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Involvement of Indigenous juveniles and young adults in the criminal justice system

CHAIR —We agreed earlier in the day that we would have a really quick word with Genevieve Sinclair. Welcome. Youth Empowered Towards Independence is a mysterious body in Cairns which I believe Genevieve is going to tell us about. Genevieve has made a quite late written submission to our inquiry, but, having heard some of the evidence during the day, she wanted to talk to us briefly about the content of that submission. In particular, you want to tell us about what you discovered from doing a survey of young Indigenous people who have been in and out of juvenile detention centres and, I think, prison as well. It may be illuminating.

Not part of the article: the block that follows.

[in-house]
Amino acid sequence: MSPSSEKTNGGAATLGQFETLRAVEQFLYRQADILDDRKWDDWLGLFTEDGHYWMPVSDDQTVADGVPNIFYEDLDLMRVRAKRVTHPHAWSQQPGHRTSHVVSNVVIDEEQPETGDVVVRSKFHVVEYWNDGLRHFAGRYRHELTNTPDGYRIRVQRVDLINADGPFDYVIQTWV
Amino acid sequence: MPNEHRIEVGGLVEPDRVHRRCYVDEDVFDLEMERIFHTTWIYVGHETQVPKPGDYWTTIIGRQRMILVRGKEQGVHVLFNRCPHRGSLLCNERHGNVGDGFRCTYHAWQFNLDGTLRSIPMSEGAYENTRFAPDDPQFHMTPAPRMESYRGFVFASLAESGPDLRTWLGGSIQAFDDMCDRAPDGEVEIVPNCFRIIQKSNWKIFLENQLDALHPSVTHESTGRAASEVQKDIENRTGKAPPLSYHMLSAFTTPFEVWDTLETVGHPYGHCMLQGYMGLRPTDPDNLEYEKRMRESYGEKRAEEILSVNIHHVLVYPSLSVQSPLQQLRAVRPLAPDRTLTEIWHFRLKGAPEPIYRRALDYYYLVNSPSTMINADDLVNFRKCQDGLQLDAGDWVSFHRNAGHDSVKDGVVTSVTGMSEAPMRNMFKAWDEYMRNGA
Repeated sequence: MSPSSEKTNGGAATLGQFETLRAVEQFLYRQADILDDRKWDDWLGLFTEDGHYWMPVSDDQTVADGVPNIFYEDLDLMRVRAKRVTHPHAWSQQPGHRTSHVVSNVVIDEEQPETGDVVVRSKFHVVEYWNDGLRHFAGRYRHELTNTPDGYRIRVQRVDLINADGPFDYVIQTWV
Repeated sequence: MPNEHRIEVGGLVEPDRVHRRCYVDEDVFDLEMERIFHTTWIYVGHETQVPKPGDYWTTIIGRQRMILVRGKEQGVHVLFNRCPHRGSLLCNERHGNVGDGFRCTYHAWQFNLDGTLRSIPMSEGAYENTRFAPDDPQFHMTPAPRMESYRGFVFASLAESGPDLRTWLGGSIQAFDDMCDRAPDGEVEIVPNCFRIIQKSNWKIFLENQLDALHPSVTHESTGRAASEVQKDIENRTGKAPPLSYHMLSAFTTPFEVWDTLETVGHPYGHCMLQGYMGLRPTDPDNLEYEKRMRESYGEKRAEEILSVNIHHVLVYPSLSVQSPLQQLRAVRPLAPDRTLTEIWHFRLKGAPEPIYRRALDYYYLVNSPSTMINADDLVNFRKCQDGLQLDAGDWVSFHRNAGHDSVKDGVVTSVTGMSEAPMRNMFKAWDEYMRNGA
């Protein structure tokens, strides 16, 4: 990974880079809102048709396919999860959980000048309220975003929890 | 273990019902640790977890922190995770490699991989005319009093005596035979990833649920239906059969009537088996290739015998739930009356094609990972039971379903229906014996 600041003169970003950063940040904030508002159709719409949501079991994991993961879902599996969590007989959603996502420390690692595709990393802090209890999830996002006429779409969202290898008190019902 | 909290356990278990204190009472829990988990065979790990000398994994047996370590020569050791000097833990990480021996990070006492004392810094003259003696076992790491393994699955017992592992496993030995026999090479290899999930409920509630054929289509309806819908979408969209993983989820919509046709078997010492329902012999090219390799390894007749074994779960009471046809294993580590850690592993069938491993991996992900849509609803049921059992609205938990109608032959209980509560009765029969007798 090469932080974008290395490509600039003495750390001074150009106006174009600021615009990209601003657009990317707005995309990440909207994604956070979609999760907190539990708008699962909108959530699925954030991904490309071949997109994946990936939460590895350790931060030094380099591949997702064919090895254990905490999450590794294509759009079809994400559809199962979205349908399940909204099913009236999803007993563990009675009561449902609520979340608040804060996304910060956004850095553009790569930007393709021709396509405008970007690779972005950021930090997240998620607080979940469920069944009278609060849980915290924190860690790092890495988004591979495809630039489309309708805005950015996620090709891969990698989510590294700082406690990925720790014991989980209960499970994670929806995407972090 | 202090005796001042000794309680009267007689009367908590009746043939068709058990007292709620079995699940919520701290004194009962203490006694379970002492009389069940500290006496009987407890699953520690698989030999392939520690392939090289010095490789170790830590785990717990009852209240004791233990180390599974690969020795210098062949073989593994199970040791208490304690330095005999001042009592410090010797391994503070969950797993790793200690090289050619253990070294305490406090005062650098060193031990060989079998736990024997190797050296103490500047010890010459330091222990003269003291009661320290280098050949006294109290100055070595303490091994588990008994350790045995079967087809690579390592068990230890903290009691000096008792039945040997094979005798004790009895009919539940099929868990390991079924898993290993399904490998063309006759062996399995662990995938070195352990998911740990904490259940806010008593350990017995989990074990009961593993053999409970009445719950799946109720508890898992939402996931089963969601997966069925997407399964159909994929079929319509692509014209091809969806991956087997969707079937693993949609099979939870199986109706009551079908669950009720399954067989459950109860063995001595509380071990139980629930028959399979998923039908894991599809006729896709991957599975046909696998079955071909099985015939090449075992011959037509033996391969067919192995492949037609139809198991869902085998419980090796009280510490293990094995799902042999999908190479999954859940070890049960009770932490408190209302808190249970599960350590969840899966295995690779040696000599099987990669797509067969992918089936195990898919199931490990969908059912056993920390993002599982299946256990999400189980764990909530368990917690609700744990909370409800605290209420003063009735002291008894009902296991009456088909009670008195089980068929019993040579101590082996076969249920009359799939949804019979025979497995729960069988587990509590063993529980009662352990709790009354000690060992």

Ms Sinclair —We are a community based organisation in Cairns. We work with young people aged from 12 to 25. We are funded by the Department of Communities, the Department of Health and Ageing and Queensland Health. Primarily we are a drug and alcohol and mental health service. The most relevant aspect of our service for this inquiry is the very busy drop-in space that we run downstairs. That is funded by Youth at Risk money. We employ 12 staff. One-third of our staff are from Aboriginal or Torres Strait Islander backgrounds. Over the last six months we saw—I looked through the stats the other day—about 150 young people coming through our drop-in space, and 95 per cent were Aboriginal or Torres Strait Islander young people. We are talking about very vulnerable young people who have been disengaged from the school system for a long time. Many of those young people at the lower end of our age group. Almost all the young people who attend the centre have had some involvement with the statutory system, the justice system, often repetitively—in and out of Cleveland. Some of the older young people are in an out of Lotus Glen frequently. Almost all was minor, recidivous-type offending—public nuisance charges, graffiti, shop stealing and all those sorts of things.